MOOCS: Should celebrities teach online classes?

As part of the production team, yes of course! The reason South Korean tutors earn multi-millions per year is because they generate engagement and satisfied customers. An education model that requires a teacher or professor to do everything is like a Hollywood producer having to direct, act,   film, promote and distribute the film. Is that a winning scheme?

A savvy student wants to buy the best product for her needs – the quality of that product is ultimately measured by the subject mastery she achieved using the course-product. The innovators like Sebastian Thrun’s Udacity are already finding more effective ways to deliver the concept of “great teaching”. Here’s an excerpt from Jeffrey R. Young writing for Slate:

(…snip…) Casting Damon in a MOOC is just an idea, for now: In meetings, officials have proposed trying one run of a course with someone like Damon, to see how it goes. But even to consider swapping in a star actor for a professor reveals how much these free online courses are becoming major media productions—ones that may radically change the traditional role of professors.

One for-profit MOOC producer, Udacity, already brings in camera-friendly staff members to appear with professors in lecture videos. One example is an introduction to psychology course developed earlier this year in partnership with San Jose State University. It had three instructors: Gregory J. Feist, an associate professor of psychology at San Jose State University, who has been teaching for more than 25 years and who wrote a popular textbook on the subject; Susan Snycerski, a lecturer at the university who has taught for 15 years; and Lauren Castellano, a Udacity employee who recently finished a master’s in psychology from the university, advised by Feist.

In the course’s opening lecture, the three stand together and go over the ground rules, but after that, Castellano takes the lead on camera. Feist and Snycerski make regular appearances throughout the 16 lessons, but often only briefly, to explain a concept or two, or to be part of a demonstration or skit with Castellano.

Does it bother the more-experienced professors that they get less screen time than their younger colleague? “That’s a Udacity decision,” said Feist. “They’ve discovered that it works well if you have these younger people doing most of the instruction, but in fact the content is coming from professors. They wanted someone who students can identify with.”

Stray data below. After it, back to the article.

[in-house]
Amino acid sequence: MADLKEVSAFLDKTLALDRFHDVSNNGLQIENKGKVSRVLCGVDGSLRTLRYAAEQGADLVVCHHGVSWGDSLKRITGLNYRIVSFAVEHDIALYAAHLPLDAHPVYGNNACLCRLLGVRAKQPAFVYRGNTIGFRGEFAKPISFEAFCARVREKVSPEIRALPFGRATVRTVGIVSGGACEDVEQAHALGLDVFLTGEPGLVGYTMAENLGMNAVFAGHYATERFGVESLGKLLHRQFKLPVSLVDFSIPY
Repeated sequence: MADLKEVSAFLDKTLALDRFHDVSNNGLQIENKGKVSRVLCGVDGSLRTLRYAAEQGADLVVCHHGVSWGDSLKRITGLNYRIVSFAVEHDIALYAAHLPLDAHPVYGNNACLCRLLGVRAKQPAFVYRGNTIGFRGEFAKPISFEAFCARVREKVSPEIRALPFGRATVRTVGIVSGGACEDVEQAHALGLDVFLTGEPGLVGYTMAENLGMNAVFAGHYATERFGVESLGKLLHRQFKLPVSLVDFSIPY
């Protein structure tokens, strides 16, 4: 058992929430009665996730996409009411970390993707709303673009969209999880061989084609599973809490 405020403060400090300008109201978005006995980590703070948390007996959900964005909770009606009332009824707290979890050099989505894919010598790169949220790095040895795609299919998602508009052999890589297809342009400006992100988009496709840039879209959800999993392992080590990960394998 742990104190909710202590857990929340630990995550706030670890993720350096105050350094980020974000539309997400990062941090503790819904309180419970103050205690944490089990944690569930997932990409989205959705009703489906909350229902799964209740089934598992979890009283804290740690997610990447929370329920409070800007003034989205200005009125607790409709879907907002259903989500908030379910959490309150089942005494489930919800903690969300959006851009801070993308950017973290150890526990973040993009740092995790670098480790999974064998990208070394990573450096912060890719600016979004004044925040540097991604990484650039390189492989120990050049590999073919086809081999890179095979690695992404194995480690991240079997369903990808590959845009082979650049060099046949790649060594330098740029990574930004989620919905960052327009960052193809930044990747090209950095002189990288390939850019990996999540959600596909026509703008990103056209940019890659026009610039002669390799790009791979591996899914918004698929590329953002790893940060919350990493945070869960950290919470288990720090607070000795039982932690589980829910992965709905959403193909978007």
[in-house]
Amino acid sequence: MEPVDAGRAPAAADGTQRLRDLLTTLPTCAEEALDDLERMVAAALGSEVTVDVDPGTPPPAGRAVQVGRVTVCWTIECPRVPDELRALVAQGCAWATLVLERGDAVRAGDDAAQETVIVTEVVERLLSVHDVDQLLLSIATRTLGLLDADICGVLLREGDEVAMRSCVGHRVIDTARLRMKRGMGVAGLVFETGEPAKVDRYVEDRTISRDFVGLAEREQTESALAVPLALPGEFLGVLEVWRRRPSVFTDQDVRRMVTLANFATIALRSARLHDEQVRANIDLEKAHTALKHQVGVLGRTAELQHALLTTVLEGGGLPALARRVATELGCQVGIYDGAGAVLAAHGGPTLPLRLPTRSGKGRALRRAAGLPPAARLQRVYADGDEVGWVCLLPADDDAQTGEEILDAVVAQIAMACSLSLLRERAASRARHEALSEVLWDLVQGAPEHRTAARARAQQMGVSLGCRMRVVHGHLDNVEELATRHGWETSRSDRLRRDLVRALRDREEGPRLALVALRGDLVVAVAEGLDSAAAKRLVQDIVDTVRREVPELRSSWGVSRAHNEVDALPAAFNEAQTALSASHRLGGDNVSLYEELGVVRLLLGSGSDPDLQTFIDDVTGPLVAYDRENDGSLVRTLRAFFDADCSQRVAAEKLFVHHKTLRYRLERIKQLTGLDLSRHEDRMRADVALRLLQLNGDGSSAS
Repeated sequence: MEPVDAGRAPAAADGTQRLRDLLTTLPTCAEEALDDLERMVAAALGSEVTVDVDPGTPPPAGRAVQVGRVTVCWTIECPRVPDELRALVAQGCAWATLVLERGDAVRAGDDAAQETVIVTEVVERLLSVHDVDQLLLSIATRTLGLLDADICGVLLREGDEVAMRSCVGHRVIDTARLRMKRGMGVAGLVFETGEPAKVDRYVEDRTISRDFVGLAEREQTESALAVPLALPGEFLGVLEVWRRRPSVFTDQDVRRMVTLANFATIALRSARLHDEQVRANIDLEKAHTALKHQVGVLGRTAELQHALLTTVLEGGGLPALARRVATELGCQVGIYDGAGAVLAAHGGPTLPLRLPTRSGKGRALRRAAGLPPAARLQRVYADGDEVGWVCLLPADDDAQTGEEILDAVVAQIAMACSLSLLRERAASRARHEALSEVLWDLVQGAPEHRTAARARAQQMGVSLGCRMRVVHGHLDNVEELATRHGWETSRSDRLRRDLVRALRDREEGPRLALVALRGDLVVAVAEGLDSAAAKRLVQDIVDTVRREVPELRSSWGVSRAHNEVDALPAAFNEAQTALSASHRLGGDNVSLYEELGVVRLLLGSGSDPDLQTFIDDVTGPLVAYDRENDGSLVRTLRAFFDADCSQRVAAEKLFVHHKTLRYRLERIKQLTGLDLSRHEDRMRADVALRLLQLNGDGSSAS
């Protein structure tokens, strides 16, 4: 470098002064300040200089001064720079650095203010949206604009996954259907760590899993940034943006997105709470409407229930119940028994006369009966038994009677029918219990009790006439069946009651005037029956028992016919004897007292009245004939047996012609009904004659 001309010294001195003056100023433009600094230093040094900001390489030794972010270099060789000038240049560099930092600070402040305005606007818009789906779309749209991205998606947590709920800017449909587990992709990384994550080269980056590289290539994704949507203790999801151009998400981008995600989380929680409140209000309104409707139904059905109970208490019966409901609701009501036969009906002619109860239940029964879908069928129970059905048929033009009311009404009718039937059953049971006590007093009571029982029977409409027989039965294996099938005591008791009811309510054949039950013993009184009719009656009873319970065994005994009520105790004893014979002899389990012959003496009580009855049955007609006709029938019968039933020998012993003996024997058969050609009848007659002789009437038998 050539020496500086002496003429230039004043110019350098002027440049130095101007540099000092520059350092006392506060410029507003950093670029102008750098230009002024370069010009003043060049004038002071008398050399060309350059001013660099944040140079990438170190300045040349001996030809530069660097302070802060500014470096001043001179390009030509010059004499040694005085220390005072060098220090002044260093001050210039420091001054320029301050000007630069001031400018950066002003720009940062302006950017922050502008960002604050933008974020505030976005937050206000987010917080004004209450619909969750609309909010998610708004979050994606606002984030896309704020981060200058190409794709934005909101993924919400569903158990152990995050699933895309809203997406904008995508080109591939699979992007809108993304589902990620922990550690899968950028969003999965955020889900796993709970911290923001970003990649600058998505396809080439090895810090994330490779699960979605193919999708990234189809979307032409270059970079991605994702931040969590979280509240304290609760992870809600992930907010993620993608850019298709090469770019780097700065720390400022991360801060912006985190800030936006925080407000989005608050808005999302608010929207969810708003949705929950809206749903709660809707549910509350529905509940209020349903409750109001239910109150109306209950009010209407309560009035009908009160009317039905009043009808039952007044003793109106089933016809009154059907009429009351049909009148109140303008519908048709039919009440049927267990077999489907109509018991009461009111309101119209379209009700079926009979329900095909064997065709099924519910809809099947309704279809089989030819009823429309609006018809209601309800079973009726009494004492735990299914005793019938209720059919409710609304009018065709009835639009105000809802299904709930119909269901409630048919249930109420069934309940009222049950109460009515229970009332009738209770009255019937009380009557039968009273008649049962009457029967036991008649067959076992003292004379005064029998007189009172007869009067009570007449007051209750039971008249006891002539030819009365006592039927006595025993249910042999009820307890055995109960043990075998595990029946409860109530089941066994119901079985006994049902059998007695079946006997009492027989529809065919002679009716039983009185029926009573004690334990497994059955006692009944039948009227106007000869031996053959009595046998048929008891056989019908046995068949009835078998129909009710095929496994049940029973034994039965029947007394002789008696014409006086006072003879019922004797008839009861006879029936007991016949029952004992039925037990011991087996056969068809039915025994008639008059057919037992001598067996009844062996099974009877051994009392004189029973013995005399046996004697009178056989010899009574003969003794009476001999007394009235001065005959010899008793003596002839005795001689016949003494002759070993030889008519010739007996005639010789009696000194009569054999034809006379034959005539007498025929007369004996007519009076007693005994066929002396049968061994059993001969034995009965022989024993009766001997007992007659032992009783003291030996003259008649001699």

The professors say they typically develop the lessons and then send them to the Udacity employee to turn the lectures into scripts, complete with demonstrations and suggested jokes. For the lesson on sensation and perception, for instance, Castellano came up with the idea of staging a “sense Olympics.” She and another Udacity employee pretended to be news anchors giving updates from contests that demonstrated human senses. The scenes are playful, and the professors even filmed mock advertisements for products related to the lessons, as a way to add variety to what could otherwise have been a series of talking heads lecturing to the camera.

Sebastian Thrun, Udacity’s founder, said that he models the approach on the way popular television shows are made. “It’s similar to a newscast these days— they have a dialogue,” he said.

“All our instructors are knowledgeable in the subject area,” Thrun added. “However, we often rely on teams of people to produce a MOOC, and often the individuals who show up on tape are not the primary instructor who composes the materials. This really depends on how camera-shy an instructor is, and how well we believe an instructor is able to do a great job in front of a camera.”

None of us know where this going – but I’m hoping to see Udacity-type experimentation multiplying throughout the education space. We especially need it in K-12 where the institutional structure makes it unspeakably difficult to change.